Carcassonne – UNESCO World Heritage Site
Whilst we were on holiday in France we decided to visit the UNESCO World Heritage Site of Carcassonne. Now I will fully admit that the only reason we went here is that Jesse is a board game geek. There is a game called Carcassonne, and after going in almost every shop, he actually managed to buy within the city walls. But it was actually really interesting to visit.
Built on a steep spur of rock, Carcassonne’s rampart-ringed fortress dates back over two millennia. The fortified town is encircled by two sets of battlements and 52 stone towers. These towers are topped by distinctive ‘witch’s hat’ roofs. A drawbridge can still be seen in the main gate of Porte Narbonnaise, which leads into the citadel’s interior. It’s a maze of cobbled lanes and courtyards, now mostly lined by shops and restaurants.
One of the first things that struck me was just how much the Cité de Carcassonne reminded me of Harry Potter. The castle was a lot like Hogwarts and the maze of cobbled narrow streets reminded me of Diagon Alley.
The hill on which La Cité stands has been fortified many times across the centuries – by Gauls, Romans, Visigoths, Moors, Franks and Cathars. Following the annexation of Roussillon by France in 1659, the castle’s usefulness as a frontier fortress declined. It slowly crumbled into disrepair. But it was saved from destruction by Viollet-le-Duc, who has left his mark on many of France’s medieval landmarks. These include Notre Dame in Paris and Vézelay in Burgundy.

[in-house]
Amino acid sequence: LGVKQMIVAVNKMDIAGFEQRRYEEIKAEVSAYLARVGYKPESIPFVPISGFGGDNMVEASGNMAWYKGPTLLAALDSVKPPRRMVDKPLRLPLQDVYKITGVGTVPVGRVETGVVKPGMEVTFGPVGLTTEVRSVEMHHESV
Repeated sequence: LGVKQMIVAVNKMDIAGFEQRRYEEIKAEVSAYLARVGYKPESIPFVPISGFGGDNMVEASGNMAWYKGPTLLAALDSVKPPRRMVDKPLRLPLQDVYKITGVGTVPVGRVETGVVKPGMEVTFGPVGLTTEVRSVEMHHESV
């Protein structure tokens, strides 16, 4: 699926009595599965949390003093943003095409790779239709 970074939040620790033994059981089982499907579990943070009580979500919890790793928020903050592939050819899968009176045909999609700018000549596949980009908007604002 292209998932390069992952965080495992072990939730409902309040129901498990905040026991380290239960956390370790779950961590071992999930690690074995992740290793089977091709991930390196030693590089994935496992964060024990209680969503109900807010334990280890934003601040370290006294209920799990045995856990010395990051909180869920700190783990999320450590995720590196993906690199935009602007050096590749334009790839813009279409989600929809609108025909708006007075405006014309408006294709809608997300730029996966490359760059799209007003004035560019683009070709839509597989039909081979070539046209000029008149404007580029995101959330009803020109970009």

The castle is laid out in a concentric pattern, with the double wall and defensive towers designed to resist attack. The castle’s second gate, Porte d’Aude, was partly destroyed in 1816 and no longer has its drawbridge. In between the walls, an interior space known as Les Lices runs for just over 1km around the castle. Though designed as a defensive space to delay would-be attackers. During the medieval era, the city’s poorest residents would have built a shanty-town of houses and workshops here, which were cleared out during Viollet-le-Duc’s restorations. It’s now the best place to escape the crowds and properly appreciate the castle’s architecture.
Cobbles and steep slopes mean it’s not exactly buggy friendly but Clem loved exploring all the different parts. We walked around most of it, including a visit to the Basilica of St-Nazaire. The basilica is an interesting mix of Roman and Gothic architecture. The stained glass windows are beautiful, especially the few original ones. I have a thing for churches. Despite not being religious at all I find them really beautiful places.